Union, ternary operator, Macro, printf don't cooperate for me. Help?

Discussion in 'C Programming' started by Paul E Johnson, Oct 17, 2003.

  1. Dear friends in C:

    I'm completely baffled by this problem I have with
    printf statements and conditional operators in C.
    I'm using gcc-3.3.

    I have a project where the rarely used Union type
    is called for! Incredible, but true.

    union mixed
    {
    long unsigned int i;
    double f;
    } newMem;


    It is no trouble to retrieve the values with newMem.i or newMem.f.
    However, I want to make the choice between the two automatic by writing a
    macro like this, which keys on the value of a variable "Stochastic":

    #define UMACRO(var) ((Stochastic) ? var.i : var.f )

    So if Stochastic ==1 then I want to get back newMem.i,
    otherwise I want newMem.f.

    I get this psychotic behavior. WHen the macro UMACRO is in a
    printf statement, things go completely berserk!

    Here's a code snip:

    printf("newMem = %lu \n", newMem.i);
    printf("Stochastic=%d, UMACRO = %lu Stochastic = %d \n",Stochastic,
    UMACRO(newMem), Stochastic);
    {
    long unsigned int testval = UMACRO(newMem);
    printf("testval %lu\n", testval);
    }


    And here's the output it produces when Stochastic==1 and
    newMem.i = 97:

    newMem = 97
    Stochastic=1, UMACRO = 0 Stochastic = 1079525376
    testval 97

    When you look at the ouptut in line 2, you figure UMACRO
    does not work at all, and it does something horrible affect
    the printout of the second Stochastic in that line. However,
    note the 3rd line, which is produced by first retrieving the value from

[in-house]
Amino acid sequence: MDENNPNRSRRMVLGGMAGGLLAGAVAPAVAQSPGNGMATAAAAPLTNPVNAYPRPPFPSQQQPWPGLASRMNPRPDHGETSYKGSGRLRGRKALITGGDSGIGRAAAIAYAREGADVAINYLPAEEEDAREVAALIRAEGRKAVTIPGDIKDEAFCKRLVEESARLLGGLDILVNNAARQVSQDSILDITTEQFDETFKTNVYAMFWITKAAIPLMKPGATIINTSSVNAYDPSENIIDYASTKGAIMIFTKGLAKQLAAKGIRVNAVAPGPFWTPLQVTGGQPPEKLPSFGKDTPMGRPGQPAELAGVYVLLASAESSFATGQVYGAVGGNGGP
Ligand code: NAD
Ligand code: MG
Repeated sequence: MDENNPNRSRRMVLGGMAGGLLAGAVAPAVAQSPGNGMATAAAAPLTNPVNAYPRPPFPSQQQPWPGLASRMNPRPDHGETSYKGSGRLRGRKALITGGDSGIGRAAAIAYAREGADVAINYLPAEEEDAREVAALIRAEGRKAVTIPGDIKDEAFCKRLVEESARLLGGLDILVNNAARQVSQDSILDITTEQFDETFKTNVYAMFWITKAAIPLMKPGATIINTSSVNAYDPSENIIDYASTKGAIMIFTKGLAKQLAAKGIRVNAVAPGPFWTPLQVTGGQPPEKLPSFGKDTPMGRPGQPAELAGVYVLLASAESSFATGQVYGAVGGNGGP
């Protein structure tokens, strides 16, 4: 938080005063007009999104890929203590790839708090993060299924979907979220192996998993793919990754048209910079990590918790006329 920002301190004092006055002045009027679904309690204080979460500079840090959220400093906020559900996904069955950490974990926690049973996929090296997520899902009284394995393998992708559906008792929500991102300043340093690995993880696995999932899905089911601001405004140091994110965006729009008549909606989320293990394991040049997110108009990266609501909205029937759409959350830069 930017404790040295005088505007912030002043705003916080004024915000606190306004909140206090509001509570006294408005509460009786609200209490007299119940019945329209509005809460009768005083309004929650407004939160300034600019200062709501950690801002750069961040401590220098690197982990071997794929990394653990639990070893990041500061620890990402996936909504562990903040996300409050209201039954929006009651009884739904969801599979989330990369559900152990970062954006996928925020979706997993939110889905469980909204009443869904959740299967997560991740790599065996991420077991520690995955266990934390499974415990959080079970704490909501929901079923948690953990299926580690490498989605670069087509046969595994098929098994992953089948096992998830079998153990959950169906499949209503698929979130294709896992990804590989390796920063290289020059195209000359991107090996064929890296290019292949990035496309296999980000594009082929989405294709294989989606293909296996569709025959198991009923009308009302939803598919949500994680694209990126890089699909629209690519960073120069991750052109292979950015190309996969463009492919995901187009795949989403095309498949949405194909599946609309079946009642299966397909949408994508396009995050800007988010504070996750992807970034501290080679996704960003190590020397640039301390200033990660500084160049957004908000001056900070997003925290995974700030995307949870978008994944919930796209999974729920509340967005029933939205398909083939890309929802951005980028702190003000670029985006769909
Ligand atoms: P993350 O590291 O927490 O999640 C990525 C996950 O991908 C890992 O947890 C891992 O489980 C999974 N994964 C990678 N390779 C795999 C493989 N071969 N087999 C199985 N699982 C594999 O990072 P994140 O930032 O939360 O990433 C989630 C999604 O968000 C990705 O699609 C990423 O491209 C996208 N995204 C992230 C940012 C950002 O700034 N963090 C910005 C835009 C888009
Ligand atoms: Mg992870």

the union and then printing it out. That is correct.


    I was thinking that the problem is the pre-processor, but
    here is the output from gcc -E, which appears as expected.

    printf("newMem = %lu \n", newMem.i);
    printf("Stochastic=%d, UMACRO = %lu Stochastic = %d \n",Stochastic,
    ((Stochastic)?newMem.i:newMem.f ), Stochastic);
    {long unsigned int testval = ((Stochastic)?newMem.i:newMem.f );
    printf("testval %lu\n", testval);}

    So maybe the ternary conditional is not working in the
    right hand side of the printf? Is that a known thing? And
    why does it make the output of the second Stochastic in line 2 turn into
    crapola 1079525376.

    ???

    --
    Paul E. Johnson email:
    Dept. of Political Science http://lark.cc.ukans.edu/~pauljohn
    Paul E Johnson, Oct 17, 2003
    #1
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  2. Paul E Johnson

    Ed Morton Guest

    Re: Union, ternary operator, Macro, printf don't cooperate for me.Help?

    Paul E Johnson wrote:

    > Dear friends in C:

    <snip>
    We heard you the first time :cool:.
    Ed Morton, Oct 17, 2003
    #2
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  3. In article <>,
    Paul E Johnson <> wrote:

    > #define UMACRO(var) ((Stochastic) ? var.i : var.f )
    >
    > So if Stochastic ==1 then I want to get back newMem.i,
    > otherwise I want newMem.f.
    >
    > I get this psychotic behavior. WHen the macro UMACRO is in a
    > printf statement, things go completely berserk!


    What is the type of ((Stochastic) ? var.i : var.f) ?

    The type of var.i is int.
    The type of var.f is double.

    Whatever value is picked depending on the value of Stochastic, will then
    be converted according to the "usual arithmetic conversion"s to type
    double, and that is the type of result.

    > Here's a code snip:
    >
    > printf("newMem = %lu \n", newMem.i);
    > printf("Stochastic=%d, UMACRO = %lu Stochastic = %d \n",Stochastic,
    > UMACRO(newMem), Stochastic);


    %lu is the wrong format to print a double value. You get undefined
    behavior, which causes the rather interesting output. Use a double
    format instead.

    > {
    > long unsigned int testval = UMACRO(newMem);
    > printf("testval %lu\n", testval);


    Here you convert the double value to unsigned long, so you use %lu
    to print an unsigned long value. Everything is fine here. If var.f had a
    fractional part and Stochastic is zero then the fractional part would be
    lost.

    > }
    Christian Bau, Oct 17, 2003
    #3
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